Research Papers: Applications

Simple Thermal Model to Select Electromagnetic Launcher Tribomaterials

[+] Author and Article Information
Edin E. Balic

Department of Mechanical, Aerospace
and Nuclear Engineering,
Rensselaer Polytechnic Institute,
Troy, NY 12180

Thierry A. Blanchet

Department of Mechanical, Aerospace
and Nuclear Engineering,
Rensselaer Polytechnic Institute,
Troy, NY 12180
e-mail: blanct@rpi.edu

Contributed by the Tribology Division of ASME for publication in the JOURNAL OF TRIBOLOGY. Manuscript received July 15, 2015; final manuscript received October 13, 2015; published online July 26, 2016. Editor: Michael Khonsari.

J. Tribol 138(4), 041102 (Jul 26, 2016) (8 pages) Paper No: TRIB-15-1269; doi: 10.1115/1.4032913 History: Received July 15, 2015; Revised October 13, 2015

Lab-scale electromagnetic launcher (EML) tests for the baseline case of an aluminum armature spanning a pair of copper rails reproduced excessive aluminum melt wear depth leading to loss of conductive contact and resultant electrical transition before completion of launch. A simple thermal model partitioning interfacial Joule heat input between conduction into the rails and melting of the armature provided compact expressions describing armature wear behavior. A quantity from this expression, termed the armature melt resistance (AMR), predicts a decrease of armature wear and the likelihood for resultant electrical transition with increasing rail thermal conductivity and heat capacity, as well as armature heat capacity, latent heat, and melt point. With this AMR metric to guide materials' selection, in subsequent tests, a slight increase in wear indeed occurred upon substitution of stainless steel rails, with more dramatic order of magnitude decreases in wear and avoidance of electrical transition instead realized upon substitution of solid molybdenum armatures.

Copyright © 2016 by ASME
Topics: Wear , Rails , Aluminum , Copper
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Grahic Jump Location
Fig. 1

Armature transmitting current I prescribed at one rail to the return rail, with induced magnetic field B between the rails out of plane of page resulting in Lorentz force F accelerating conducting armature

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Fig. 2

(a) Assembly of aluminum armature (12.33 mm armature width into page) with platform insert of tungsten to support nylon bore rider and weight armature to 19 g and (b) armature/platform retrieved from catch tank following launch showing rectangular worn contact patch over leg surface

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Fig. 3

(a) Copper rails showing the start location and initial 0.2 m distance traversed and deposited upon by an aluminum armature; (b) normalized EDXS intensity of aluminum deposit and underlying copper rail as a function of increasing rail position over which deposit diminishes; and (c) voltage as a function of time during launch of aluminum armature on copper rails indicating transition by t = 2000 μs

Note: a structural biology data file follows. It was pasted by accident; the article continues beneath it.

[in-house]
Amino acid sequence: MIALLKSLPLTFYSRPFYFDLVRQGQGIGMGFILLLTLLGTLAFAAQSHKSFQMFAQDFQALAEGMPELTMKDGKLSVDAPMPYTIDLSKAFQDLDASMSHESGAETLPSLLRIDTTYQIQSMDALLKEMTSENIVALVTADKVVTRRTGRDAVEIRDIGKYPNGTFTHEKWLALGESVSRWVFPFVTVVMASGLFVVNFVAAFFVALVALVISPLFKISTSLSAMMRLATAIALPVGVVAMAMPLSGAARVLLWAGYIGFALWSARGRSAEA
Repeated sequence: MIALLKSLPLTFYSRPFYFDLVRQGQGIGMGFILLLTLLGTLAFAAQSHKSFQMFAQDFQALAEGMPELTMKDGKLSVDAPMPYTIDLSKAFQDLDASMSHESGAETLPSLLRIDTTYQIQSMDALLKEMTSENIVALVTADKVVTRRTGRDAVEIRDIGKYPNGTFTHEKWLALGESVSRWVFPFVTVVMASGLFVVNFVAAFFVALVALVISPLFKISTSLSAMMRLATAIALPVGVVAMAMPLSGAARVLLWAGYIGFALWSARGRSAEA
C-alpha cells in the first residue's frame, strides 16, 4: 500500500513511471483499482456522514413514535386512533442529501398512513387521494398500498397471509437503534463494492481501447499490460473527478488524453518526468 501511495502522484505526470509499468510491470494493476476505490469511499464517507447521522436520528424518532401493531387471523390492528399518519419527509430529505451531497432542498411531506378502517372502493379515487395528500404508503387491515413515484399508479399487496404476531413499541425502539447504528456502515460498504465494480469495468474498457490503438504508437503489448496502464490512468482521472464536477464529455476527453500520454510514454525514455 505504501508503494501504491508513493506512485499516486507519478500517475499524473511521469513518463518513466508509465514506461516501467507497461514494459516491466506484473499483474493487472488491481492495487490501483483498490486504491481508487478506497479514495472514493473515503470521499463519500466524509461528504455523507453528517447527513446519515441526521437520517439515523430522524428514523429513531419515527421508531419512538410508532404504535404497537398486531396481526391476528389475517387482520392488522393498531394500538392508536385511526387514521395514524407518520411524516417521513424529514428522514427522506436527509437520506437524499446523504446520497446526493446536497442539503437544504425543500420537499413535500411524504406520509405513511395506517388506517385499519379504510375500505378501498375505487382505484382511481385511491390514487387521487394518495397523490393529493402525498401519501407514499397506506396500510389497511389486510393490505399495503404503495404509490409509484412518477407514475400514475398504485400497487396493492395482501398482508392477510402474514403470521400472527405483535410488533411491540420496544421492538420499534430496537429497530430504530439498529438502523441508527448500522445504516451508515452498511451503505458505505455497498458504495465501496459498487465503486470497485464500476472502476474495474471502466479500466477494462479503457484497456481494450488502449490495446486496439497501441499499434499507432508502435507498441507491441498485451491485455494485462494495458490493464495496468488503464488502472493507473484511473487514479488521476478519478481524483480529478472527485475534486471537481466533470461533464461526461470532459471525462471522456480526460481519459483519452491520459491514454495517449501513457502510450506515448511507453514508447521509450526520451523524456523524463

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Fig. 4

Thermal model of stationary rail at far-field temperature To as it is traversed by high-speed (V) armature contacting it over a length 2b. A flux  q˙r partitioned into the rail from the total interfacial power results in a maximum surface temperature Tm at the trailing edge of the high-speed contact.

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Fig. 5

(a) Armature wear volume averaged from two repeat tests for each of four combinations of armature (Al or Mo) and rail (Cu or stainless steel) materials and (b) armature wear volume as a function of AMR

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Fig. 6

Normalized EDXS intensity of armature deposit and underlying rail as a function of increasing rail position at various armature/rail combinations: (a) aluminum/copper; (b) aluminum/304 stainless steel; (c) molybdenum/copper; and (d) molybdenum/304 stainless steel

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Fig. 7

Voltage as a function of time at four combinations of armature (Al or Mo) and rail (Cu or stainless steel) materials

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Fig. 8

Prescribed current as a function of time at four combinations of armature (Al or Mo) and rail (Cu or stainless steel) materials

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Fig. 9

Al armature with Mo cladding attached over legs (a) as assembled, (b) as retrieved post-launch from catch tank, and (c) voltage as a function of time for Mo-clad Al armature on Cu rails, remaining lower than solid Mo armature while not transitioning like solid Al armature (Fig. 3(c))



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